What comes to mind when you think of a Strong Female Character? Probably a female superhero or warrior—someone who is physically strong, kicks major butt, and has a dominating presence. But despite popular belief, a Strong Female Character does not need to be physically strong. Sure, characters like Katniss Everdeen and Wonder Woman are Strong Female Characters, but they aren’t the only ones.
Writing a Strong Female Character is about writing the woman complexly. She is not simply there to support a man’s story, nor could she be replaced by a sexy lamp with a post-it note on it. A woman can be strong by virtue of being well-written. Thus, here are our top 6 ways you can turn a two-dimensional character into a Strong Female Character.
1. Give her flaws
No one is perfect, and even if they were, perfect is boring. Flesh her out. She needs obstacles to overcome, internal or external. Writer’s Digest suggests giving her a fear. In addition to being relatable, facing fears shows inner strength.
2. Give her (internal) strength
There are many types of strength. Physical, yes, but also strength of mind and strength of character. Give her great intelligence, or a sharp tongue, or immense talent, or strong sense of friendship or loyalty, or great empathy. These are all ways in which one can be strong.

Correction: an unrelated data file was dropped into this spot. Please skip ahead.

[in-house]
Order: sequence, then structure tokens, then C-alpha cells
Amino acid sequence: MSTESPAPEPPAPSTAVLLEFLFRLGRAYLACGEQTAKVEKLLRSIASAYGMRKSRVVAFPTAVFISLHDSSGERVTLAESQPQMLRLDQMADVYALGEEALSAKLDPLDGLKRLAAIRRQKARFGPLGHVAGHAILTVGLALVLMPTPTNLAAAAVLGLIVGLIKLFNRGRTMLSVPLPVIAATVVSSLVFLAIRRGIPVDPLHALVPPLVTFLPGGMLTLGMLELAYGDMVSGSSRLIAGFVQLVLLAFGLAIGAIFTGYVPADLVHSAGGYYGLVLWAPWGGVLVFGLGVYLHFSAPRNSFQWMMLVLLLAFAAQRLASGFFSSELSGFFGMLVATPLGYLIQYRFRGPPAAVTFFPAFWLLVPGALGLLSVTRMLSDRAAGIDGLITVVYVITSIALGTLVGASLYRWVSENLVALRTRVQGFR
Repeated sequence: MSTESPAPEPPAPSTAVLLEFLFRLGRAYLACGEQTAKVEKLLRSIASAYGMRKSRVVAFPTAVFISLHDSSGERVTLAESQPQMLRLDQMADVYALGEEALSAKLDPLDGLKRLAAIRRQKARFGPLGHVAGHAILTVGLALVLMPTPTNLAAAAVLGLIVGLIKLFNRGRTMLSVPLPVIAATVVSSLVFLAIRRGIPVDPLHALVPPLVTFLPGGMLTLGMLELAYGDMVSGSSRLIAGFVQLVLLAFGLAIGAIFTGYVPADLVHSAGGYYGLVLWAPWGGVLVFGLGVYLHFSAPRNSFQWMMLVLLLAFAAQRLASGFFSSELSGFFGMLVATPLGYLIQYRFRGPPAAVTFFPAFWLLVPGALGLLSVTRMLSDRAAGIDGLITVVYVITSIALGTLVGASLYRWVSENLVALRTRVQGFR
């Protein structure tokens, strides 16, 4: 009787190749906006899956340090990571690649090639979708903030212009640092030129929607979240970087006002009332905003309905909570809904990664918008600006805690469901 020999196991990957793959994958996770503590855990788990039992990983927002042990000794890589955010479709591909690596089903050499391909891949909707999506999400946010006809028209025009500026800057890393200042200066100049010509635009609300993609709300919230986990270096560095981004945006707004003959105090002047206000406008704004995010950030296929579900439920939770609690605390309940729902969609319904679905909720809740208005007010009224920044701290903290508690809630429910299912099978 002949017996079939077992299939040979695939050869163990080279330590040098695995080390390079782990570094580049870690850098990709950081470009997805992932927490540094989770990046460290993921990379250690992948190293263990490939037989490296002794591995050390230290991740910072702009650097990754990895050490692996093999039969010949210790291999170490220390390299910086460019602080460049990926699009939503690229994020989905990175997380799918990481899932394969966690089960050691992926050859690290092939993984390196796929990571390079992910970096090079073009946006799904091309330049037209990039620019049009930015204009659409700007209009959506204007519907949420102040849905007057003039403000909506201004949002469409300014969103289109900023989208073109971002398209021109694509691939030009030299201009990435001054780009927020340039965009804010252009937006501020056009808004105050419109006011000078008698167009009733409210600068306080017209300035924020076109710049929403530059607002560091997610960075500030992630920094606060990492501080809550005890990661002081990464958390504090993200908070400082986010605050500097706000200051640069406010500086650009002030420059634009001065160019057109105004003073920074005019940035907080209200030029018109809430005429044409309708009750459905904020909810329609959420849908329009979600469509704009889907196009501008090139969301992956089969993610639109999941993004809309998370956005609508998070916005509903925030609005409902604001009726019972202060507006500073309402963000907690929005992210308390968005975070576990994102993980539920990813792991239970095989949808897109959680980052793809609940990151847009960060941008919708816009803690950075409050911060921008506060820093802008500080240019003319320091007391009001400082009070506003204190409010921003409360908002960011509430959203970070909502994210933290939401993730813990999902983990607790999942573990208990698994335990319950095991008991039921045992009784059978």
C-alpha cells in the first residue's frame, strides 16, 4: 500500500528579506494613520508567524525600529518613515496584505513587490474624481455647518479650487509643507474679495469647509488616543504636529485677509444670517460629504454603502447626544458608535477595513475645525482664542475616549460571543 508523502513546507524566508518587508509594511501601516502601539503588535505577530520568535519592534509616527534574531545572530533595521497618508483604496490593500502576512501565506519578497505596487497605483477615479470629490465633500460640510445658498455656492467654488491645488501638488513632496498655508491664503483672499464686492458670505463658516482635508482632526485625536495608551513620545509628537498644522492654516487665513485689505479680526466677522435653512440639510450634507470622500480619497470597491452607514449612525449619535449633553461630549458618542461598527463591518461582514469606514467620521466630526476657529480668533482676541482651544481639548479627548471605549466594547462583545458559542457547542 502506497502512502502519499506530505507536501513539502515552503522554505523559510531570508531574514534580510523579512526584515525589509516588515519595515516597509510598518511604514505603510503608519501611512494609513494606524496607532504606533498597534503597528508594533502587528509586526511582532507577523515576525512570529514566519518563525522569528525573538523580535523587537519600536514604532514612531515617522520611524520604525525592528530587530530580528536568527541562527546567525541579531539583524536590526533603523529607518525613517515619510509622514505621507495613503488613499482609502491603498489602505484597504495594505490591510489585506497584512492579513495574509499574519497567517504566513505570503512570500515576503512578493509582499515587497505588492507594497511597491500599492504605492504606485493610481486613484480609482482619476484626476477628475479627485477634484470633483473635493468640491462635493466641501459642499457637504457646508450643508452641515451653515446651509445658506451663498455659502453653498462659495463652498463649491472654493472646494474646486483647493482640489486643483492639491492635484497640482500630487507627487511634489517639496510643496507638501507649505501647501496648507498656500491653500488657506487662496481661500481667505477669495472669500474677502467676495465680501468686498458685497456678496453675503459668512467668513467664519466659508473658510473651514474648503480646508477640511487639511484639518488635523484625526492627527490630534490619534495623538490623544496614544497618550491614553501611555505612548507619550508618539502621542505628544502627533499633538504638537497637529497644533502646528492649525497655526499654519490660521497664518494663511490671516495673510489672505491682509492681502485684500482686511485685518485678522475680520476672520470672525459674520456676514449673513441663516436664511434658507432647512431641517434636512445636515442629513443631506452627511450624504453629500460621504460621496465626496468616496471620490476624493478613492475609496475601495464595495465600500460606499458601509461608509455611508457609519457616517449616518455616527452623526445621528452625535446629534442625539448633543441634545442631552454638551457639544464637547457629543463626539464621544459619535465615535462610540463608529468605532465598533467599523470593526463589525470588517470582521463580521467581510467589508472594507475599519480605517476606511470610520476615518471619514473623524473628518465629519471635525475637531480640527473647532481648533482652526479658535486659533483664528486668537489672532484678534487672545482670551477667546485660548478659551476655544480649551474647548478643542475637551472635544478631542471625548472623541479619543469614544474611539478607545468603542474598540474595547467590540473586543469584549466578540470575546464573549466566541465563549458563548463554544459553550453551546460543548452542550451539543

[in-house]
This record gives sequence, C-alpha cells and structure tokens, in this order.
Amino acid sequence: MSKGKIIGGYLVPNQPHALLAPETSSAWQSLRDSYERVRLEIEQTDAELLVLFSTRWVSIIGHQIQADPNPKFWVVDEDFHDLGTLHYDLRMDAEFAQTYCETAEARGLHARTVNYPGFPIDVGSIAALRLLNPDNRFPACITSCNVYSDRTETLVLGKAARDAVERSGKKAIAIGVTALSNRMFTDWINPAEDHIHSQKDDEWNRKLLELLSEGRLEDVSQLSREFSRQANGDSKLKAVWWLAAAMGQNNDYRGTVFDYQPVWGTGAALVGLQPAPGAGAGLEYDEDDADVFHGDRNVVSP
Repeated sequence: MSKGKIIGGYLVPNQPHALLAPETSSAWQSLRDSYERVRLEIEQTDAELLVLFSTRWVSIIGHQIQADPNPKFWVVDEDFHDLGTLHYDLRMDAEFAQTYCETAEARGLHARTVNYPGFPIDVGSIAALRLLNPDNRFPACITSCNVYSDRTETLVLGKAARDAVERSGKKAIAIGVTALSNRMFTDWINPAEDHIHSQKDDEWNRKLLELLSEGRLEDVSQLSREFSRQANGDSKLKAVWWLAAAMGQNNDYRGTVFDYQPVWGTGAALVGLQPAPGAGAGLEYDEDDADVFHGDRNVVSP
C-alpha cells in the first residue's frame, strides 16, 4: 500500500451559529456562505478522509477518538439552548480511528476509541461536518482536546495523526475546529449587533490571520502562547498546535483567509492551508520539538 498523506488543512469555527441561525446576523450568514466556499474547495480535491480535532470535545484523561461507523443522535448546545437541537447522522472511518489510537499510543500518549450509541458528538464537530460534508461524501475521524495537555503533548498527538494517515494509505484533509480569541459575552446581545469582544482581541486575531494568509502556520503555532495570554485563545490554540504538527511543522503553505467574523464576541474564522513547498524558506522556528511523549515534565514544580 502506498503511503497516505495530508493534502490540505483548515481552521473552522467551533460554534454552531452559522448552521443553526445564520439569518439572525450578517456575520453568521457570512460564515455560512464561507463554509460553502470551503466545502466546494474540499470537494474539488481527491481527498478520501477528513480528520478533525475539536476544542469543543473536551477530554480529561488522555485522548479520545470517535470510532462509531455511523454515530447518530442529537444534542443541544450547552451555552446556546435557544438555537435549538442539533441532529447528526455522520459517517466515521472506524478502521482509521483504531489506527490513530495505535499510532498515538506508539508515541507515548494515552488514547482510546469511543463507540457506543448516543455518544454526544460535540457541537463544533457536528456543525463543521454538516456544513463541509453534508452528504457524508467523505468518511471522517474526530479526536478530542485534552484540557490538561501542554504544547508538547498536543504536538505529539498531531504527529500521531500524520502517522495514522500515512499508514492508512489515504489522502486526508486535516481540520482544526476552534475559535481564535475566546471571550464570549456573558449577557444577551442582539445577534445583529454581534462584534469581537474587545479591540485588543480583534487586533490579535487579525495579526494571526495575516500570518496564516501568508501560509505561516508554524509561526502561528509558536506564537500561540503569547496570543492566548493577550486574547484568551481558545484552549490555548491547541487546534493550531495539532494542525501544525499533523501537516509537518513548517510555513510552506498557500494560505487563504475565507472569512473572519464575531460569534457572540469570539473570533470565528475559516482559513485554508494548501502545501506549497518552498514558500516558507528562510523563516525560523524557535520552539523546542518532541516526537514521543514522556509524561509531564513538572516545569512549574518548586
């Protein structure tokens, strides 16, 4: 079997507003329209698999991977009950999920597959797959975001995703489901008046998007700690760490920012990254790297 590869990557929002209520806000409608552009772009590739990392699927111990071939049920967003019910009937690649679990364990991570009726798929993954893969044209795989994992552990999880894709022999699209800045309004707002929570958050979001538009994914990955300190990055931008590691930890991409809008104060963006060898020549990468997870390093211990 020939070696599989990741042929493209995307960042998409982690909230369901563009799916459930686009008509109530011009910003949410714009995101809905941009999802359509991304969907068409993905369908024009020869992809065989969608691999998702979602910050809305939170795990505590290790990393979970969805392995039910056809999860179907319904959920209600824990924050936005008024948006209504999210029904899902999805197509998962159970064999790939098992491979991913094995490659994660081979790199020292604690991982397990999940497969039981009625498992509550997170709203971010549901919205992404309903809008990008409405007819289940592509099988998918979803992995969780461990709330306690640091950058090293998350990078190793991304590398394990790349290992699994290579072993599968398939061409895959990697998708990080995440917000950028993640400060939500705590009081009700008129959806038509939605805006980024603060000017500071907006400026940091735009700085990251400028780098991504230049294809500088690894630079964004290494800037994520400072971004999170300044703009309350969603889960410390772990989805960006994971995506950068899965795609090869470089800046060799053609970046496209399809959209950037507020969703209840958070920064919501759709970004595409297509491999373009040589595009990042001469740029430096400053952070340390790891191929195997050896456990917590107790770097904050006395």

3. Give her a backstory
Who is she? Why is she here? Why is she the way she is? Screencraft additionally suggests asking where she gets her power and how she defines herself.
4. Give her goals
If she has goals that do not revolve around a man, and works towards those goals, she has a life outside of a man.
Give her a personal story arc
One of the biggest traps female characters fall into is simply existing to support a man’s arc. If your Strong Female Character is not the protagonist of your story, make sure she has her own life. She should play an active role in the plot or a subplot, and not just in a romantic or sexual way. A good rule of thumb is the Mako Mori Test.
Write her like she’s human
It was George R. R. Martin who once said that he “always considered women to be people.” Naturally, the women he writes are strong and complex. Writing a woman is like writing any other character. Develop her as such. If all else fails, write her as a man and change the pronouns later. You’d be surprised how well this works.